Chile Peso Rises as Spain Stress-Test Results Boost Risk Demand

Chile’s peso rose for the first time in four days as stress-test results bolstered confidence in Spain’s banking system, spurring demand for higher-yielding assets including emerging-market currencies.

The peso gained 0.4 percent to 473 per U.S. dollar as of 12:24 p.m. in Santiago. Copper, Chile’s main export, rose as much as 1.1 percent to $3.798 a pound on the Comex in New York and the euro climbed 0.5 percent. Of 25 emerging-market currencies tracked by Bloomberg, 16 rose today.

Stress tests on Spanish banks showed a capital deficit of 59.3 billion euros ($76.6 billion), less than the 100 billion euros agreed to as part of a bailout. The peso would appreciate more were it not for concern the central bank may intervene to weaken the currency, said Ronald Volpi, the head of spot currency trading at EuroAmerica Corredores de Bolsa SA in Santiago.

“With copper at this level and the euro at this level we should be nearer 470 per dollar,” Volpi said. “But there’s a lot of noise around intervention and banks are buying dollars today.”

Central bank President Rodrigo Vergara said on Sept. 28 that the bank was prepared to act to weaken the currency if it was justified. The central bank would intervene if the peso appreciated to a level that was out of line with fundamental drivers for a long time, he said. The peso is nearing the level that would prompt the bank to consider intervening, he said.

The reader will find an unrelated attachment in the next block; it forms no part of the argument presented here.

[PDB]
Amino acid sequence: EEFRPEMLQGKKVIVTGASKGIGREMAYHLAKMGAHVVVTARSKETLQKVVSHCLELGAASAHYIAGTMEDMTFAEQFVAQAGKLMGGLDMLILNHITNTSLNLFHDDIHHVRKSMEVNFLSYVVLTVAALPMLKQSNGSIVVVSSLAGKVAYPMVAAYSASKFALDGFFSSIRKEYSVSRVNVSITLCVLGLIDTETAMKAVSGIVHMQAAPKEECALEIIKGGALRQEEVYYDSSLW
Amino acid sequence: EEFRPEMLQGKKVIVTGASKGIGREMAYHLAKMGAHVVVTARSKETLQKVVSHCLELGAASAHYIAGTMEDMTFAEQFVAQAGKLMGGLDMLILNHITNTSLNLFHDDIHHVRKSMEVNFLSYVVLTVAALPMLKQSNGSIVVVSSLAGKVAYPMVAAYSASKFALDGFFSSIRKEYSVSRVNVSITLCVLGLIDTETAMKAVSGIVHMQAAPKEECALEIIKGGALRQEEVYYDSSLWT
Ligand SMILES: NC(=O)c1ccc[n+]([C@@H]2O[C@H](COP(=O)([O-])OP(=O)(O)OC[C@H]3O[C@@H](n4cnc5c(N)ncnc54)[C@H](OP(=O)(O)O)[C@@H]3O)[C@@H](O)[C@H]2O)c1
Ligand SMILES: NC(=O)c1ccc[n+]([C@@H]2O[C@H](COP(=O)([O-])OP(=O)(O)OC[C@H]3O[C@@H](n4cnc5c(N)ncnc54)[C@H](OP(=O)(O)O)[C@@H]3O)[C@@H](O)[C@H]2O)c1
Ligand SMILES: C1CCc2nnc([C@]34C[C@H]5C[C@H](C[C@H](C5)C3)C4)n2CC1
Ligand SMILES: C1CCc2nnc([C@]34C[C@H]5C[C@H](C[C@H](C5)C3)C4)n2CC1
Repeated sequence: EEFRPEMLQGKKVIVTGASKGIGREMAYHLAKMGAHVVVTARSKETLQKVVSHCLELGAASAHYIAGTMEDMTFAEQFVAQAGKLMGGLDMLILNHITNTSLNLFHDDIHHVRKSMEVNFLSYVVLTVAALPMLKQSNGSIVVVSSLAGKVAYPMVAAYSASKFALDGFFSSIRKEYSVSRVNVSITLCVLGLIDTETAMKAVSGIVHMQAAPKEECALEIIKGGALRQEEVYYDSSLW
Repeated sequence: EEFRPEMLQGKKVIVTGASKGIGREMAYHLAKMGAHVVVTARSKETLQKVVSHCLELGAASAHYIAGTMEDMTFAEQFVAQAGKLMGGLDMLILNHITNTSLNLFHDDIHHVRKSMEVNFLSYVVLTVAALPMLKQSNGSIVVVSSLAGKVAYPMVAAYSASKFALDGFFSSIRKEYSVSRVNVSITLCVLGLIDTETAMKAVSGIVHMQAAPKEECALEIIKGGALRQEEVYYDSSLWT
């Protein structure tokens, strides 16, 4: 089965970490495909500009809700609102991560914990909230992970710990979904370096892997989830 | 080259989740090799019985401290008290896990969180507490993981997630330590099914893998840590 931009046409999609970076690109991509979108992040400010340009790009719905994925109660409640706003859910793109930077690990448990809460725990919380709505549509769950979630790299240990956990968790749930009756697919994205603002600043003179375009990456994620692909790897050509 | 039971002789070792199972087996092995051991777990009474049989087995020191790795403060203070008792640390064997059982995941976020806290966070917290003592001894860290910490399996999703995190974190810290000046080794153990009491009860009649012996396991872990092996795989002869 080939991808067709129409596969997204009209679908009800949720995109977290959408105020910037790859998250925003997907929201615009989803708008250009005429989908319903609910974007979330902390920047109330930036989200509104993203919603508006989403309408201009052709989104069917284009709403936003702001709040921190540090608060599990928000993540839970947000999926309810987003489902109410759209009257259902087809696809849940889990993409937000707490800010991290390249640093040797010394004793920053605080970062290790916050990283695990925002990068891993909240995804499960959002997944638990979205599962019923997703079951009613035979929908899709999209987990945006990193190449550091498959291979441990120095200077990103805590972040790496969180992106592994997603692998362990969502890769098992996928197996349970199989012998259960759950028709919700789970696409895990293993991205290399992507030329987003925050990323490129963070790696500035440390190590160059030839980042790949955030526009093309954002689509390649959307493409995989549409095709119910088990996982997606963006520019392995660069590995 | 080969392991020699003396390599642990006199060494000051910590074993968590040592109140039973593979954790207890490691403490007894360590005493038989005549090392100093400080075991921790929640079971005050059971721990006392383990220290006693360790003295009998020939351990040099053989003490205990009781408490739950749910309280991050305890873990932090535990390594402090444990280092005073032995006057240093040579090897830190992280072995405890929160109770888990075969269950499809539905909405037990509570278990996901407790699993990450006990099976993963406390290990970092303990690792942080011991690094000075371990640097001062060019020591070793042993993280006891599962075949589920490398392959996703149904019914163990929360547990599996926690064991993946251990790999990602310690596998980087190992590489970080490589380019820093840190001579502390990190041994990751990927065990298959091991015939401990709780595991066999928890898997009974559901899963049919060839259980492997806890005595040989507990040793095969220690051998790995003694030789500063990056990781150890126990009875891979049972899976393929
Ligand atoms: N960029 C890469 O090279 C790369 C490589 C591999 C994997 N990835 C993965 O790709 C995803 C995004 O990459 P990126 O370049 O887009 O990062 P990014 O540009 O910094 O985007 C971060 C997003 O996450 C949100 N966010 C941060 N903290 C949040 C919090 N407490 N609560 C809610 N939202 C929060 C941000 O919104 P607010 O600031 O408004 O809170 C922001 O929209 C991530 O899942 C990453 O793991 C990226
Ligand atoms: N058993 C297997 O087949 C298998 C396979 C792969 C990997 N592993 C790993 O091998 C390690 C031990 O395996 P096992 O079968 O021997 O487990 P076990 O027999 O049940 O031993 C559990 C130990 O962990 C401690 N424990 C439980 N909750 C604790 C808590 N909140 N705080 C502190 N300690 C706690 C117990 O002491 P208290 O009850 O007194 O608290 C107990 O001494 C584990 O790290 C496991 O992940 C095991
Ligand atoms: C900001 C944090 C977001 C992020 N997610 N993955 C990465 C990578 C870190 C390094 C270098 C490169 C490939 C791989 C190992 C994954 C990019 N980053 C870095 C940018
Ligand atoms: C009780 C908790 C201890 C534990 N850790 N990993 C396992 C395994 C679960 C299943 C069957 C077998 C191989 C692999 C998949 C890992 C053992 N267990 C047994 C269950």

Chile’s peso has appreciated 9.9 percent, more than any other currency in the region, this year, propelled by a stable 5 percent central bank interest rate and economic growth that has exceeded economists’ estimates.

Economic Data

Chile’s manufacturing index rose more than forecast in August and unemployment unexpectedly fell, the National Statistics Institute reported on Sept. 28.

The median forecast of 11 economists in a Bloomberg survey is that the economy grew 5.8 percent in August from a year earlier. The central bank will publish the data on its website on Oct. 5.

“There’s no need for the central bank to cut rates,” said Felipe Hernandez, an economist at Royal Bank of Scotland Group Plc. in Stamford, Connecticut. “The interest-rate differential between the U.S. and Chile still favors the strength of the Chilean peso.”

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